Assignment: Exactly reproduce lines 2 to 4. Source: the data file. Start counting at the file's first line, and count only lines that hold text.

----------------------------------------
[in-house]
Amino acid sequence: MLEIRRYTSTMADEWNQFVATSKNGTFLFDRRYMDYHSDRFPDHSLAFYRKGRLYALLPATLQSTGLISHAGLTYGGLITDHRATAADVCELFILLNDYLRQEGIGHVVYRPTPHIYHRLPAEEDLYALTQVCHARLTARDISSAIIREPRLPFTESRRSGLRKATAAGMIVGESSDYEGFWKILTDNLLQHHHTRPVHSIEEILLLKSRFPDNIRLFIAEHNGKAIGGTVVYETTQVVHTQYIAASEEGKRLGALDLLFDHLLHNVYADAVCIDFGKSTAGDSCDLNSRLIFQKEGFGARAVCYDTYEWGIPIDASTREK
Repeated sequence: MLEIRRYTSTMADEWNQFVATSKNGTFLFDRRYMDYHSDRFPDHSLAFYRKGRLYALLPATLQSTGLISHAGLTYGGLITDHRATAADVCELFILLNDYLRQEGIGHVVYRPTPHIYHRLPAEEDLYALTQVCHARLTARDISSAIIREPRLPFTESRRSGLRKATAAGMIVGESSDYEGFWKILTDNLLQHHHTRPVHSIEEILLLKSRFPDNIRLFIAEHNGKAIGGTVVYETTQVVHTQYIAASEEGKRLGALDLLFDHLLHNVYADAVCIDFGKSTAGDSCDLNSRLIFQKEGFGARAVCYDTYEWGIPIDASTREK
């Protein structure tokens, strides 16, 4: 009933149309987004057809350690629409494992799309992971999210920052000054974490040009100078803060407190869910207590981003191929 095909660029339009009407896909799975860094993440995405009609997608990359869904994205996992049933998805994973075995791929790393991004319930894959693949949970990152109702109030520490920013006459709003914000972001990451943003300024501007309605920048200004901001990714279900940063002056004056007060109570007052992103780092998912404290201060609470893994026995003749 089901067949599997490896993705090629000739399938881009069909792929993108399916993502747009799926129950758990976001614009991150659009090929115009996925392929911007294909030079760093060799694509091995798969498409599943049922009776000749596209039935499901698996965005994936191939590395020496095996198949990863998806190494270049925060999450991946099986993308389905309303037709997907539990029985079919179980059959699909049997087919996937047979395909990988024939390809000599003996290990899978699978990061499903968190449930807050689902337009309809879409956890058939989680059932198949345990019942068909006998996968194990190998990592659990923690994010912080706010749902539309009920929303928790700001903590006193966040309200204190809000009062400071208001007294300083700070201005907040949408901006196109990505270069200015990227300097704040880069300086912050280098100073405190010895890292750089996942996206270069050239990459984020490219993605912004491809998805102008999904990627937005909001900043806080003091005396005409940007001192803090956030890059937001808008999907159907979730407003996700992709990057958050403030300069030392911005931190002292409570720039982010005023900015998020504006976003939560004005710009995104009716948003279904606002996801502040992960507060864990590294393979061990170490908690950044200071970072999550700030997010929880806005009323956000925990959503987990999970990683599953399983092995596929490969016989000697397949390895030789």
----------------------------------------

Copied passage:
Amino acid sequence: MLEIRRYTSTMADEWNQFVATSKNGTFLFDRRYMDYHSDRFPDHSLAFYRKGRLYALLPATLQSTGLISHAGLTYGGLITDHRATAADVCELFILLNDYLRQEGIGHVVYRPTPHIYHRLPAEEDLYALTQVCHARLTARDISSAIIREPRLPFTESRRSGLRKATAAGMIVGESSDYEGFWKILTDNLLQHHHTRPVHSIEEILLLKSRFPDNIRLFIAEHNGKAIGGTVVYETTQVVHTQYIAASEEGKRLGALDLLFDHLLHNVYADAVCIDFGKSTAGDSCDLNSRLIFQKEGFGARAVCYDTYEWGIPIDASTREK
Repeated sequence: MLEIRRYTSTMADEWNQFVATSKNGTFLFDRRYMDYHSDRFPDHSLAFYRKGRLYALLPATLQSTGLISHAGLTYGGLITDHRATAADVCELFILLNDYLRQEGIGHVVYRPTPHIYHRLPAEEDLYALTQVCHARLTARDISSAIIREPRLPFTESRRSGLRKATAAGMIVGESSDYEGFWKILTDNLLQHHHTRPVHSIEEILLLKSRFPDNIRLFIAEHNGKAIGGTVVYETTQVVHTQYIAASEEGKRLGALDLLFDHLLHNVYADAVCIDFGKSTAGDSCDLNSRLIFQKEGFGARAVCYDTYEWGIPIDASTREK
């Protein structure tokens, strides 16, 4: 009933149309987004057809350690629409494992799309992971999210920052000054974490040009100078803060407190869910207590981003191929 095909660029339009009407896909799975860094993440995405009609997608990359869904994205996992049933998805994973075995791929790393991004319930894959693949949970990152109702109030520490920013006459709003914000972001990451943003300024501007309605920048200004901001990714279900940063002056004056007060109570007052992103780092998912404290201060609470893994026995003749 089901067949599997490896993705090629000739399938881009069909792929993108399916993502747009799926129950758990976001614009991150659009090929115009996925392929911007294909030079760093060799694509091995798969498409599943049922009776000749596209039935499901698996965005994936191939590395020496095996198949990863998806190494270049925060999450991946099986993308389905309303037709997907539990029985079919179980059959699909049997087919996937047979395909990988024939390809000599003996290990899978699978990061499903968190449930807050689902337009309809879409956890058939989680059932198949345990019942068909006998996968194990190998990592659990923690994010912080706010749902539309009920929303928790700001903590006193966040309200204190809000009062400071208001007294300083700070201005907040949408901006196109990505270069200015990227300097704040880069300086912050280098100073405190010895890292750089996942996206270069050239990459984020490219993605912004491809998805102008999904990627937005909001900043806080003091005396005409940007001192803090956030890059937001808008999907159907979730407003996700992709990057958050403030300069030392911005931190002292409570720039982010005023900015998020504006976003939560004005710009995104009716948003279904606002996801502040992960507060864990590294393979061990170490908690950044200071970072999550700030997010929880806005009323956000925990959503987990999970990683599953399983092995596929490969016989000697397949390895030789």